While left-wing ideologues began to dominate mainstream institutions, right-wingers simultaneously created or cannibalized their own partisan venues, from Liberty University to The Daily Wire to OANN.

As people flock to increasingly ideological media and intellectual institutions (often still brandishing the now-defunct credibility of their objectivity), our collective epistemology has completely shattered. Nearly everyone is immersed in a media diet that affirms their every bias, constantly demonizing the opposition and canonizing the consumer’s preferred tribe.

Our political leaders have been selected for and molded by this collective psychosis, nowhere more clearly than the Trumpification of the GOP and the derangement of the #Resistance.

Otherwise sane people are increasingly told by their preferred news outlets and political leaders that their fellow countrymen are not people with well-founded and reasonable disagreements, but rather domestic enemies to be crushed, banned, disenfranchised, prosecuted, and otherwise excluded from polite society.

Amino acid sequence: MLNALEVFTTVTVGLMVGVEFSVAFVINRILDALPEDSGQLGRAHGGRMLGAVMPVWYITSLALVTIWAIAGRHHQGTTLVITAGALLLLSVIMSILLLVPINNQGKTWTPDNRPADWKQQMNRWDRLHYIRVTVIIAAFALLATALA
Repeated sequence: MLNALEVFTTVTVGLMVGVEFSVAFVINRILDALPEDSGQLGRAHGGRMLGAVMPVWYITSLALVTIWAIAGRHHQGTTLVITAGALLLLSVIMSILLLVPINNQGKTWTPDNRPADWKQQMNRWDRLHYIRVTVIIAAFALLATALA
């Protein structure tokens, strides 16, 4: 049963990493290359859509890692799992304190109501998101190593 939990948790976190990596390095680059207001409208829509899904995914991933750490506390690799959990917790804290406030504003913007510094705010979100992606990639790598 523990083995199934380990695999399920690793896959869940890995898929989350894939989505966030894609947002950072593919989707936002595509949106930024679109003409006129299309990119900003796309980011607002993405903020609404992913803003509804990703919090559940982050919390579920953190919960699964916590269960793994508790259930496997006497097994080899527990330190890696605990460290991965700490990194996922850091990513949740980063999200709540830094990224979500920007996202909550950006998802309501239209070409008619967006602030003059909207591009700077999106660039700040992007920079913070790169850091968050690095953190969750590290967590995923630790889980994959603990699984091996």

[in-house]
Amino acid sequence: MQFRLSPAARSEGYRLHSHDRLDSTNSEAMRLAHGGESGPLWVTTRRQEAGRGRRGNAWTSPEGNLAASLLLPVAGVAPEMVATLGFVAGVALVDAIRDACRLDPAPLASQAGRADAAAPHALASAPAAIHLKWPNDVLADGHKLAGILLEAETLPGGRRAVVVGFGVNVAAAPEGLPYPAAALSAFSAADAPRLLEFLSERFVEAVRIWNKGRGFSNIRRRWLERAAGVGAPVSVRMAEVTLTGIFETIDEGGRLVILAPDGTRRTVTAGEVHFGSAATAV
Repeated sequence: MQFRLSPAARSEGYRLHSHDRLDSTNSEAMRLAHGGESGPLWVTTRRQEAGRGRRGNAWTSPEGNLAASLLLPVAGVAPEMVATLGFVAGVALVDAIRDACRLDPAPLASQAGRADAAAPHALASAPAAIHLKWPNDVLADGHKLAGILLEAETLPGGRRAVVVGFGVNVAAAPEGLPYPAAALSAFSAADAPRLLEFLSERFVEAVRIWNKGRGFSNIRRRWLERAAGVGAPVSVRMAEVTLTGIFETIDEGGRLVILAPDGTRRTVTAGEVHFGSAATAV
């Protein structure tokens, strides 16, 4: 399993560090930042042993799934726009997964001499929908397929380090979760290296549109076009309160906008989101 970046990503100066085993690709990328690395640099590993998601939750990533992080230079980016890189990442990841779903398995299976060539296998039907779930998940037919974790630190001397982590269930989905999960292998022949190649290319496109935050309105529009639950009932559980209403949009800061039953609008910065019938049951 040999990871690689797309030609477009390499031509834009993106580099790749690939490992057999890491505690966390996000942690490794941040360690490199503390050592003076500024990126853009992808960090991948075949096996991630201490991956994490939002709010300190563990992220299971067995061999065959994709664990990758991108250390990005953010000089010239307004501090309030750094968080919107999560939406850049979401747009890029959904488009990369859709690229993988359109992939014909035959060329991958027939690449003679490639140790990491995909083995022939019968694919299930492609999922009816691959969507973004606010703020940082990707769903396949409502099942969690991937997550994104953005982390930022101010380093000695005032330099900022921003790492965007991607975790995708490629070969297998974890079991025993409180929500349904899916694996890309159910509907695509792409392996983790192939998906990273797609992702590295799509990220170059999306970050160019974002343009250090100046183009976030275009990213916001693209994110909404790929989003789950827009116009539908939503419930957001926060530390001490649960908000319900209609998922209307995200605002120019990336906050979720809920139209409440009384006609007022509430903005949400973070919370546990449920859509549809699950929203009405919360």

As for people not otherwise sane, look to the epidemic of political violence and domestic terrorism.

This problem will not go away with Trump. Our institutions, from the media to the CDC to the National Park Service, will continue in their derangement unless we drastically rethink our relationship with them. The invisible hand of the marketplace of ideas got us into this mess, and no fairness doctrine or monopoly breakup is suited to get us out of it.

If you find yourself in constant agreement with the media you consume, diversify it. Be sure to listen to mainstream sources as well as political dissidents. Pay special attention to those ejected from ideologically corrupted institutions because they failed to submit to dogma.

If we are to remain self-governed, we must become responsible media consumers and regain our “shared commitment to the truth.”

Featured image: Caricature of Trump. Unmodified image by Max Goldberg used under a Creative Commons license. (https://bit.ly/2FPsrzq)